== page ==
Alien vs. Native Ootheca
Recently I found some egg cases in our garden that were identified as the native Carolina Praying Mantis (Stagmomantis carolina) thanks to Janet at The Queen of Seaford and Clare at Curbstone Valley.
|egg sack from Carolina Mantid|
Female mantids lay their eggs in a case formed from a liquid foam secreted from the abdominal glands. The foam quickly hardens creating a protective shell. To see a YouTube video of a Carolina Mantid laying her ootheca click here.
In North America all adult mantids die in the winter. The eggs that overwinter in these cases are the next generation that will hatch in spring. I didn't recognize these initially as an ootheca because they are different from those that I normally see in our garden.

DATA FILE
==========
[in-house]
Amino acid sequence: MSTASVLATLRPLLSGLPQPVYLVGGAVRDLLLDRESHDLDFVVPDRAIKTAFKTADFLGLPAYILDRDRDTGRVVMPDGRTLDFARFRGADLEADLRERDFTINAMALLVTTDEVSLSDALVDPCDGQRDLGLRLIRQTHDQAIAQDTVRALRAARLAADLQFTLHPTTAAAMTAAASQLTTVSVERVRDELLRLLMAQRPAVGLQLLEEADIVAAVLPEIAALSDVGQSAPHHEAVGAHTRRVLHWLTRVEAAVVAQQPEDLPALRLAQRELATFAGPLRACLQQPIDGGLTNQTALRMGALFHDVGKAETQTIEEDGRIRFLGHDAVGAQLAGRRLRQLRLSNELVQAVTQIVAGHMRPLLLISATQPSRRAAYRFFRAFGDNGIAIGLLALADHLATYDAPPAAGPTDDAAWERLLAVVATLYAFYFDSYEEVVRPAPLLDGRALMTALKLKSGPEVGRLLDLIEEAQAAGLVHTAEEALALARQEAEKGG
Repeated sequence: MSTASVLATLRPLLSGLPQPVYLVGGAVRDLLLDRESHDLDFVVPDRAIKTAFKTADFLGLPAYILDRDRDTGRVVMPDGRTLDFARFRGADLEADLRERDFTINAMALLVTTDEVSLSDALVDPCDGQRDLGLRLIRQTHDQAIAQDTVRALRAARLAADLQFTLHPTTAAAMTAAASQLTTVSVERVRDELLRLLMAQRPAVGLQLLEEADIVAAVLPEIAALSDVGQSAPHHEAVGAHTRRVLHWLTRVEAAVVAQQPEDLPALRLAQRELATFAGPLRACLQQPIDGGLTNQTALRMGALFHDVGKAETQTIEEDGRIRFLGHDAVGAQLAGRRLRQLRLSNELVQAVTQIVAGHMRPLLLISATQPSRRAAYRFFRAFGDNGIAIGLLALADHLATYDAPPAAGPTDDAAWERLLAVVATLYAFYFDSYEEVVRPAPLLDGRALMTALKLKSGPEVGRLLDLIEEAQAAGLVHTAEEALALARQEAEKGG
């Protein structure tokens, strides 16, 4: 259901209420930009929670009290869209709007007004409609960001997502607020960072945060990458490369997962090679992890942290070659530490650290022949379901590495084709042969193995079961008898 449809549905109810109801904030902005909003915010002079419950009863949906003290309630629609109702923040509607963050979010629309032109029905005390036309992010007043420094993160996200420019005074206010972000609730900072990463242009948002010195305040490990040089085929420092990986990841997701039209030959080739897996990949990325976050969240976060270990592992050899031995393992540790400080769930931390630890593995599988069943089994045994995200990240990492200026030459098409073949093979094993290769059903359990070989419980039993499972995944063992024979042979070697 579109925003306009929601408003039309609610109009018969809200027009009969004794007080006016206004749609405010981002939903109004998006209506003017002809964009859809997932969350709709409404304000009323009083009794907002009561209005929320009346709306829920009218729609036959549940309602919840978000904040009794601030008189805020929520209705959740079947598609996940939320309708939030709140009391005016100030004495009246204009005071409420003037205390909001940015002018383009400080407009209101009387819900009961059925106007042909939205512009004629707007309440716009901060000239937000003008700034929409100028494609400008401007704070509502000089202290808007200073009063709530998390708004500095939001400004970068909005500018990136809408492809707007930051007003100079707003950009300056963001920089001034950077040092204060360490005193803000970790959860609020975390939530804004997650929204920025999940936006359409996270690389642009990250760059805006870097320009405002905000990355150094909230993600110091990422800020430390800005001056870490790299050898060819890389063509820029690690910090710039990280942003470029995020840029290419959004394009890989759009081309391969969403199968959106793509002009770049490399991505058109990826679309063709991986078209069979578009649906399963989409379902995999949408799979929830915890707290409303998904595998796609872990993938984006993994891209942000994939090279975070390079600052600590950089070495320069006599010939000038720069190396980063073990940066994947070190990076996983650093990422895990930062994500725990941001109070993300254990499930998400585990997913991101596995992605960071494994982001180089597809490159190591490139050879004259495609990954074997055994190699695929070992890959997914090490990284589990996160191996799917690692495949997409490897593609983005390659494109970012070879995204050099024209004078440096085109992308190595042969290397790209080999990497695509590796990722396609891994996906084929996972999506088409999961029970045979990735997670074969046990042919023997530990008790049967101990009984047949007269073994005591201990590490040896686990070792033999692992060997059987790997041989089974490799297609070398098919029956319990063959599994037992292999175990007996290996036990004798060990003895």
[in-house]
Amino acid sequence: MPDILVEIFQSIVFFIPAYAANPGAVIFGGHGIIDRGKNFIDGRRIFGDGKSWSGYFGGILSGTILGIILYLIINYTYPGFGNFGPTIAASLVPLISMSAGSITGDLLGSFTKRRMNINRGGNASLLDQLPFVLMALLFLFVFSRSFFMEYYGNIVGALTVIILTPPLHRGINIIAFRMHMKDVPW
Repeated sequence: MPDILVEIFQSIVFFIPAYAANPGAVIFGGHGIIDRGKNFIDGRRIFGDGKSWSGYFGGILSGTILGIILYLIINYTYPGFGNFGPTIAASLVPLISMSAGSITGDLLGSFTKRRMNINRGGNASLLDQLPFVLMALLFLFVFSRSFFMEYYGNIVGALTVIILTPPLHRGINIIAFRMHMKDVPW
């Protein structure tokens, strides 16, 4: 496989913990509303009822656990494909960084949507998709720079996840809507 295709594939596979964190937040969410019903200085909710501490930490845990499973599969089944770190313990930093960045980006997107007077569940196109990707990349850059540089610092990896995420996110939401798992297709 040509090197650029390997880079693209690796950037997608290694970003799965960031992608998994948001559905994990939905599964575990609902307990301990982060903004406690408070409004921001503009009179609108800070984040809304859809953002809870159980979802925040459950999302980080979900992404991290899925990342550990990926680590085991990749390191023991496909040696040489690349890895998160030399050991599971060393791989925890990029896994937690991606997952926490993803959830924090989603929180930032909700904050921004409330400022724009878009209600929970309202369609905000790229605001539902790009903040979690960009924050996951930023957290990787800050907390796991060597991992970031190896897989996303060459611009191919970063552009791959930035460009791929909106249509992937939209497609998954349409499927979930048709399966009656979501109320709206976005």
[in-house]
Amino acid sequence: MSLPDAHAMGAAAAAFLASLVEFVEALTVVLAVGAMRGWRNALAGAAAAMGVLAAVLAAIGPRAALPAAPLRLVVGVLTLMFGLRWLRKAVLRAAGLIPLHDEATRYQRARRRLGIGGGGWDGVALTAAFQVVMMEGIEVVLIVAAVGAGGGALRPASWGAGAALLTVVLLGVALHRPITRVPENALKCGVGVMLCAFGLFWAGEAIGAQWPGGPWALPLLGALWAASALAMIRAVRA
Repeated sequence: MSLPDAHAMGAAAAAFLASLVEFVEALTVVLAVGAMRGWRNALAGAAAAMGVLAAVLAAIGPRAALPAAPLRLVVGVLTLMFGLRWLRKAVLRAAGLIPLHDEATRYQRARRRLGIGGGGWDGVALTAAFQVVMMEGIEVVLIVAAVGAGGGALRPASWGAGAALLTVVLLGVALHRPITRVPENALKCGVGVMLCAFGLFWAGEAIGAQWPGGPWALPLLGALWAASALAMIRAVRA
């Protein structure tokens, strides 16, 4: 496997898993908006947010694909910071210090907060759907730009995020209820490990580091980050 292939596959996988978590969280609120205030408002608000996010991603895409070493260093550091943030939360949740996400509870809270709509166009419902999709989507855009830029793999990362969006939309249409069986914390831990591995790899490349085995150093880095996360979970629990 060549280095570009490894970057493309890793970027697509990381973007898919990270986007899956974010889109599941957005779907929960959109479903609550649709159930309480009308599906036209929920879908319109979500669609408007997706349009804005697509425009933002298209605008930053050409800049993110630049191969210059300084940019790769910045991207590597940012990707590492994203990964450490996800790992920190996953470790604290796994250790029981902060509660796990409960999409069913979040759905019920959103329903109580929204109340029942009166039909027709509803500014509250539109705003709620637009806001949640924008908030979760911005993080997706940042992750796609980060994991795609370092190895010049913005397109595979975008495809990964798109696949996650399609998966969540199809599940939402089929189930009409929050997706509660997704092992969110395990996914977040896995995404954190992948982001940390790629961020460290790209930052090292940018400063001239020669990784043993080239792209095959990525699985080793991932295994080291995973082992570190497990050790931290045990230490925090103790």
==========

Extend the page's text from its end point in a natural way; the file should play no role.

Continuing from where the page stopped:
|egg sack from Chinese Mantid|
There are twenty native mantis in the United States. Most of them are small and brown. The big, green mantis that I often see are from China, imported in the 1890's to work as biological control agents and eat pest insects. Unfortunately, they often eat the smaller native species of mantis contributing to their population decline.
I am thrilled to have the native species in my garden. Hopefully they will manage to co-exist with their Chinese relative or better yet thrive because I don't seen any way of getting rid of the alien insects. Have I become an insect snob? I would love to hear your thoughts and experiences on dealing with aliens.